A man of few words, yet when he speaks an abundance of wisdom proceeds from his mouth. Marc Cayeux has been through it all. He has mixed with some of the best golfers in the world and has had the opportunity and the gift taken from him for a while. At some point the thought should have crossed his mind, that he will never swing a club again. However he has shown great character and he has warranted a fight back. He refused to lie down and let it be. The golfer will play in the Zimbabwe Open on Thursday, April 14 and so much joy will fill the hearts of those around him and those who know his story. A story of hope, fight, belief and victory. It will be more than just golf as the Cayeux lines up on the green. Marc Cayeux is back!
Hey Marc, How are you?
Good thank you, how are you?
I am well thanks. So, what are your expectations of the upcoming Zimbabwe Open?
First of all I’m just happy to be part of the Open this year. It has been my goal to have my first event at the Zim Open as it is in my home country. My only expectations at the moment is to have a few good rounds and make the cut really. As this is my first event on the Sunshine tour in 5 and a half years. I just want to enjoy the moment.
What then prompted the decision to represent Zimbabwe in your golfing career?
I was blessed with great association with Junior Golf Association in Zimbabwe. It was key in developing my game and falling in love with it.
When did you start playing golf? Would you then also say the 10000 hour rule applies when it comes to such a specialist sport?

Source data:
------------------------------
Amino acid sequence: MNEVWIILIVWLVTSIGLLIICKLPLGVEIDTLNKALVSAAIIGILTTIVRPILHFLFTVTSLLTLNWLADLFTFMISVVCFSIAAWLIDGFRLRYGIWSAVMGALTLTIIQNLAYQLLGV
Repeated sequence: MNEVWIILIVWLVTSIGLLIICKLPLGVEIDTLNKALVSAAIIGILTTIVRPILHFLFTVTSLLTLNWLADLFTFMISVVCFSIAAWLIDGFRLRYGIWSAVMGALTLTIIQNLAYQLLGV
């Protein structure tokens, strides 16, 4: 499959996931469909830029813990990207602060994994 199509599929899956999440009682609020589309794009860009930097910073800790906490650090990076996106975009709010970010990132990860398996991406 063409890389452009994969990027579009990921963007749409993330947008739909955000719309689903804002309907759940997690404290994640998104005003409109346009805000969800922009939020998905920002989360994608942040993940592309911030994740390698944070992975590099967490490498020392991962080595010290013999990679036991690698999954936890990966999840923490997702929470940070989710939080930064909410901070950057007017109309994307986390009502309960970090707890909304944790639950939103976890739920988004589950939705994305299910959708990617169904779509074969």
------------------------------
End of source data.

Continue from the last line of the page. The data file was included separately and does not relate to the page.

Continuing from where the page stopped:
I started playing at the age of 10 with my dad and my brother. I strongly believe in quality practice instead of quantity practice. That being said, the dedication and time put in always reaps one the rewards.
As a golfer, what was your most memorable victory and the most devastating defeat you have managed to encounter? Why?
My most memorable victory was Vodacom Championships in 2004 where I shot 61 in the final round to win the tournament by 6 shots.
Every tournament you don’t win, is always a lesson learned.
You have managed to play on the world stage before. Tell us about your 2009 season, The British Open and what could have been or what was?
Had a good season on the European tour, but sadly missed my Tour Card at the end of 2009.
It was a great experience playing the British Open at Turnberry. But sadly missed the cut. But it was a great week, experience wise.
In 2010, something horrific happened. You want to tell us about that experience?
I was unfortunate while driving back from the border, a ZRP (Zimbabwe Republic Police) vehicle swerved trying to avoid hitting a cow, she ended up hitting my vehicle head-on. To be honest the last 5 and a half years has been extremely difficult and frustrating trying to get back on track with my golfing career. I can thank God for saving me through this whole ordeal. It’s a miracle to be here at the moment.
The doctors, fans and many people had the belief you would never play again. Your career was deemed over. How difficult was it during rehabilitation as you fought the mental and physical challenge of recovery?
It was extremely hard as it was physically tough to get through this all. I knew I had to pull myself together to get back to where I was for myself and for my family. I’m not fully there but still working hard at it. My wife and I have done this together.
How important have your family and friends been in this period in particular?
My family and friends has been so supported through all of this. We are truly blessed with a great group of friends.
Who do you think is the best golfer in the world at the moment?
Jordan Spieth. Not so much his golf, but I think what he does off the course is just great.